Alganesh Michael’s catering business, A Taste of Abyssinia, was born during the lockdown of the early days of the Covid-19 pandemic. Michael, her two daughters, and her husband, Abyi, were all home.
Michael had been offering pop-up meals and cooking classes in the cuisine of her native Eritrea and neighboring Ethiopia for several years.
Together, the family decided that Michael should start a catering business. One of her daughters designed the web site and Michael began taking orders for delivering meals.
Three years later, the Eritrean immigrant who does not have a restaurant is a semifinalist for a prestigious James Beard Award for best chef in the Northeast.
“I’m not a big-shot chef or anything like that at all,” said Michael, who now offers takeout meals every Wednesday at the Mill Market and Deli in South Burlington. “I’m just a regular person.”
The James Beard Awards generally go to chefs who work in restaurants. Michael said that, at the moment, she has no plans to open her own restaurant.
“I’m going to continue what I do because I love what I do,” Michael said. “I have the opportunity to travel to small towns in Vermont. If I am locked down to one place, yes, people will come to me, but I will not have the luxury to travel. I love offering this food to folks that would not know it otherwise.”
Michael, who lives in South Burlington, is a former nurse in her 50s. When she was young, she said, she moved from Eritrea to Minnesota to join her brothers and her father to pursue her studies in nursing. There, she met Abiy, the man who would become her husband. The two eventually moved to Vermont when he accepted a job there. They have two daughters.
She said her husband helps her with ideas and advice, but not in the day-to-day running of her business.
She started doing catering, pop-up restaurants and teaching cooking classes through Access CVU, a community education program at Champlain Valley Union High School, in Hinesburg, at least 10 years ago, said Lauren Howard, one of the directors of the program.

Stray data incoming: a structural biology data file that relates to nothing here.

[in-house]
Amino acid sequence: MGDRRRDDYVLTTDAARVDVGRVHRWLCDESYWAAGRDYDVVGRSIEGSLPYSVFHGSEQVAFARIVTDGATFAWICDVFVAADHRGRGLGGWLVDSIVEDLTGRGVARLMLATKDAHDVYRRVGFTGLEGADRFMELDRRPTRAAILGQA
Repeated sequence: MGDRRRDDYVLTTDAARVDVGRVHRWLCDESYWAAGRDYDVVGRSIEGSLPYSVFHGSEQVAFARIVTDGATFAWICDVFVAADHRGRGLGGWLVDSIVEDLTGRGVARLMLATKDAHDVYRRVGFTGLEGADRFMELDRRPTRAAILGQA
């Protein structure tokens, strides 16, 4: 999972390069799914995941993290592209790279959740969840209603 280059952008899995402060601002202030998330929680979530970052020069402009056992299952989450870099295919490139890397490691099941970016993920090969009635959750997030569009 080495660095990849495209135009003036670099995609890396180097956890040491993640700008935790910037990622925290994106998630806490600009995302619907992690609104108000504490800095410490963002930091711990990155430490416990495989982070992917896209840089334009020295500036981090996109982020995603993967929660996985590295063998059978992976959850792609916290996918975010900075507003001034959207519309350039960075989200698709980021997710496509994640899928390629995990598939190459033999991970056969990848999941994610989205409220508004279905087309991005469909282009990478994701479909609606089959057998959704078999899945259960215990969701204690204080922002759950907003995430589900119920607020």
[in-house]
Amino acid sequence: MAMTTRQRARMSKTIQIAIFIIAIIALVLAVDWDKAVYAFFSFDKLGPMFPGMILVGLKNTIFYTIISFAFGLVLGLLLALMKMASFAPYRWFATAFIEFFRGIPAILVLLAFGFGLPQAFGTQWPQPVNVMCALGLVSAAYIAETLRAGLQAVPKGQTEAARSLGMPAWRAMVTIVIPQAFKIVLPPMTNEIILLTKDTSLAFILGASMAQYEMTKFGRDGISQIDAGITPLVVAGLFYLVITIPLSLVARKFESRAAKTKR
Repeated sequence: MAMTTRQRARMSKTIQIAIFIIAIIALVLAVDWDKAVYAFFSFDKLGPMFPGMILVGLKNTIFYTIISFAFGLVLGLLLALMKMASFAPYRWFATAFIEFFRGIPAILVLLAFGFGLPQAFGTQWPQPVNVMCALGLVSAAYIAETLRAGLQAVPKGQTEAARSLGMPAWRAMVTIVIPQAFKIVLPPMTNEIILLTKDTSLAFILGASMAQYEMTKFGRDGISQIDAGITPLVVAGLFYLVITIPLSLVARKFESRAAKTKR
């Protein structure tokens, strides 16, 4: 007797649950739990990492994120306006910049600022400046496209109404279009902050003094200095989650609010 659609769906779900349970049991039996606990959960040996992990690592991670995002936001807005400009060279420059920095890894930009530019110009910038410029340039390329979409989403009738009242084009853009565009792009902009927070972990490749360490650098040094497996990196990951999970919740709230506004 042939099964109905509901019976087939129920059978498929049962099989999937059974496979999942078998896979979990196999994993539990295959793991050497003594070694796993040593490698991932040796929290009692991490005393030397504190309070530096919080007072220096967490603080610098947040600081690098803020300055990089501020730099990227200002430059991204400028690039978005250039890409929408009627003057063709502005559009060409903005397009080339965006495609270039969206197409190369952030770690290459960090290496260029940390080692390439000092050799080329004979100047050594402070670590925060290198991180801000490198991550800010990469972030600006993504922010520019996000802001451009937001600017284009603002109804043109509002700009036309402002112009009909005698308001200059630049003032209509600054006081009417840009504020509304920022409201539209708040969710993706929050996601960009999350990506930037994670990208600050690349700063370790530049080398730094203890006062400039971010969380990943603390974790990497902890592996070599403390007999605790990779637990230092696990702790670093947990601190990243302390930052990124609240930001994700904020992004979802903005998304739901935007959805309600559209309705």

“They love her,” Howard said. “Everything that she does is about experiencing her culture, and I think that’s why people really enjoy her cooking classes.”
Soon after she started offering classes at Champlain Valley Union, she started doing pop-ups and teaching cooking classes at Richmond Community Kitchen, Michael said. Michael also did pop-up events at Tandem, a production kitchen with two long tables in Bristol, starting in 2016, said Jess Messer, co-owner of Tandem.
“Huge hit,” Messer said of Michael’s pop-ups. Michael would sell out three seatings of 25 people, Messer said.
“She’s very pure and self-taught and authentic,” Messer said. “It’s really nice to see somebody like that get accolades, as opposed to some sort of more haughty trained chef-y chef.”
As winter approached in 2020, Michael realized she did not want to continue delivering meals in the cold and the snow, so she started the takeout business at the Mill Market and Deli.
She explained that Eritrean and Ethiopian cuisine is known for its spongy sourdough flatbread, called injera, which is accompanied by stews infused with a spice mixture called berbere. The cuisine includes lentils and shiro, a stew of ground chickpeas.
She takes orders until Tuesdays for takeout Wednesdays because the injera is fermented and must be made at least a day ahead, she said.
Michael said she loves to cook even when it’s not for work. She said she also enjoys hiking, walking and reading.
She said she helps Eritrean mothers in a refugee camp.
Michael said she also goes to schools in Chittenden and Addison counties to speak about the food and the culture of Eritrea and Ethiopia. She brings her food so that people can sample it after she speaks.
She said she had never heard of the James Beard Awards until she was nominated for one as best chef in the Northeast.
“Not to have your own store, but yet to be nominated for this, is huge,” Michael said. “I’m really honored. If you follow your passion, you can really do things.”
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